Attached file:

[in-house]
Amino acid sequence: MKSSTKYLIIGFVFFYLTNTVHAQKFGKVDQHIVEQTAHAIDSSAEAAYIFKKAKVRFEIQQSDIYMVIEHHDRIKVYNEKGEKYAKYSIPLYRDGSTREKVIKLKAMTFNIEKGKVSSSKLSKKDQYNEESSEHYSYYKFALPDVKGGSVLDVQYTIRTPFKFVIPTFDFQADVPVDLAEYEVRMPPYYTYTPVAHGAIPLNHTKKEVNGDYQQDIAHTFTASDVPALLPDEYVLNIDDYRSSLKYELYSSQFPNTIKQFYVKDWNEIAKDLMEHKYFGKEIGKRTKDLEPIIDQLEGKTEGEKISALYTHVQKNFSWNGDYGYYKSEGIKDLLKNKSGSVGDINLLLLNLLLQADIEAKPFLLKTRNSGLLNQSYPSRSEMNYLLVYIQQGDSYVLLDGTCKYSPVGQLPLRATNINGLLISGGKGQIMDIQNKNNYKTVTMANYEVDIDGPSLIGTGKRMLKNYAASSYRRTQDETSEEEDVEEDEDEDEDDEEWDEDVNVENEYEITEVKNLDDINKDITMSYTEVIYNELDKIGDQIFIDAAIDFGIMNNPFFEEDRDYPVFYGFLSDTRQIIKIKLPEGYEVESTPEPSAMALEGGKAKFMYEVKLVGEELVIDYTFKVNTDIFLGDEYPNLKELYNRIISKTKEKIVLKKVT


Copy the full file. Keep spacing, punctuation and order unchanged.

[in-house]
Amino acid sequence: MKSSTKYLIIGFVFFYLTNTVHAQKFGKVDQHIVEQTAHAIDSSAEAAYIFKKAKVRFEIQQSDIYMVIEHHDRIKVYNEKGEKYAKYSIPLYRDGSTREKVIKLKAMTFNIEKGKVSSSKLSKKDQYNEESSEHYSYYKFALPDVKGGSVLDVQYTIRTPFKFVIPTFDFQADVPVDLAEYEVRMPPYYTYTPVAHGAIPLNHTKKEVNGDYQQDIAHTFTASDVPALLPDEYVLNIDDYRSSLKYELYSSQFPNTIKQFYVKDWNEIAKDLMEHKYFGKEIGKRTKDLEPIIDQLEGKTEGEKISALYTHVQKNFSWNGDYGYYKSEGIKDLLKNKSGSVGDINLLLLNLLLQADIEAKPFLLKTRNSGLLNQSYPSRSEMNYLLVYIQQGDSYVLLDGTCKYSPVGQLPLRATNINGLLISGGKGQIMDIQNKNNYKTVTMANYEVDIDGPSLIGTGKRMLKNYAASSYRRTQDETSEEEDVEEDEDEDEDDEEWDEDVNVENEYEITEVKNLDDINKDITMSYTEVIYNELDKIGDQIFIDAAIDFGIMNNPFFEEDRDYPVFYGFLSDTRQIIKIKLPEGYEVESTPEPSAMALEGGKAKFMYEVKLVGEELVIDYTFKVNTDIFLGDEYPNLKELYNRIISKTKEKIVLKKVT